End pointless posturing on poverty

PUBLISHED : Friday, 11 October, 2013, 12:00am
UPDATED : Friday, 11 October, 2013, 12:38am


The debate on poverty in Hong Kong is heating up again on the back of the Hong Kong government's declaration of an official poverty line.

The reality is, there's already more than enough of a safety net in Hong Kong for the underprivileged - unlike the poor in third-world countries, no legitimate resident in Hong Kong can be starved to death by poverty.

Politicians at large have been calling for the elimination or reduction of poverty in the SAR and this appears to be no more than cheap stunts to grab attention and perhaps some political ammunition (votes or otherwise).

Let's face it, poverty cannot be "eliminated" or "reduced".

The bottom x per cent of a population with the least amount of wealth or income is, by definition, poor and what the value of x is depends on how well one wants to live.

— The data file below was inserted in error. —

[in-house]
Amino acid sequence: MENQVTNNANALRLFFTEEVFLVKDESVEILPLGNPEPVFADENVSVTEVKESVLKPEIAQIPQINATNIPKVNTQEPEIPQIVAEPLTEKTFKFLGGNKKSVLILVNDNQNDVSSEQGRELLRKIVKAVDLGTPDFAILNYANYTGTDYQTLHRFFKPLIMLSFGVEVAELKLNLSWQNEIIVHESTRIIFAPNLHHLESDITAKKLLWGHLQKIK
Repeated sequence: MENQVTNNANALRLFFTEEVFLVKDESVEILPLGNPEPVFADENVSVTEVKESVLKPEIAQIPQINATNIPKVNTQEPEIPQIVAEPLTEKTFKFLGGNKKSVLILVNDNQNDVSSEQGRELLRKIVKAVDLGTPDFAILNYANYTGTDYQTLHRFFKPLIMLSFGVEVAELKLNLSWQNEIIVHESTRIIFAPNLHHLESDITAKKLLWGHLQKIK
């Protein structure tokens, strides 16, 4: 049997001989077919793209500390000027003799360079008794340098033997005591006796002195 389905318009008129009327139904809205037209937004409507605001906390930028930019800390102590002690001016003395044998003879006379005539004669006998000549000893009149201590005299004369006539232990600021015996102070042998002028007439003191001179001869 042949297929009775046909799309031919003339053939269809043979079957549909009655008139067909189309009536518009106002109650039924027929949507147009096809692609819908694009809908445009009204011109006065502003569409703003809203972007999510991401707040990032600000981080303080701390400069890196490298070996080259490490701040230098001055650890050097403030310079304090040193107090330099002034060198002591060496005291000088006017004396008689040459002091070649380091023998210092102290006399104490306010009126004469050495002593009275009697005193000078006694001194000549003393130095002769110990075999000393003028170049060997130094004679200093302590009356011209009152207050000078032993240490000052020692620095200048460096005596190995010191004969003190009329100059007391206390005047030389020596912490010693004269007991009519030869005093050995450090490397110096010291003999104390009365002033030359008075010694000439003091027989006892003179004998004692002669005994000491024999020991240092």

If we start handing out HK$1 million to everybody, then the guy with only HK$1 million is quite likely to be considered poor.

Excessive handouts beyond the subsistence level do nothing more than cause higher inflation and encourage the marginal workers to leave the workforce.

The best we can do is perhaps what we have already been doing - making sure no one starves.

Education in Hong Kong is already effectively free, so basic "upward mobility" is there. Why are we still handing out money to poor children for an overseas field trip or other extracurricular activities?

As a matter of fact, one shouldn't have a nice comfortable life while living on welfare. It should suck to be poor, perhaps life should even stink to be poor. If it doesn't, who will work hard and make an honest living?

The introduction and subsequent elevation of a minimum wage in Hong Kong was bad enough as a handout to the unskilled who don't deserve to be paid HK$30 an hour.

It has likely driven some fringe workers (for example, the unskilled elderly) out of the workforce altogether.

We were lucky that the economic environment was relatively benign when this happened, but the real impact on Hong Kong of artificially elevated labour costs will emerge when we go into another downturn. Furthermore, unions and left-leaning politicians are now calling for a statutory 40-hour working week, which is another anti-market idea and disaster in the making. If one thinks working more than 40 hours a week is "too much," perhaps one should settle for a job with shorter hours that might pay less.

Stop these political stunts and get real.

Samuel Edgar Lee, Clear Water Bay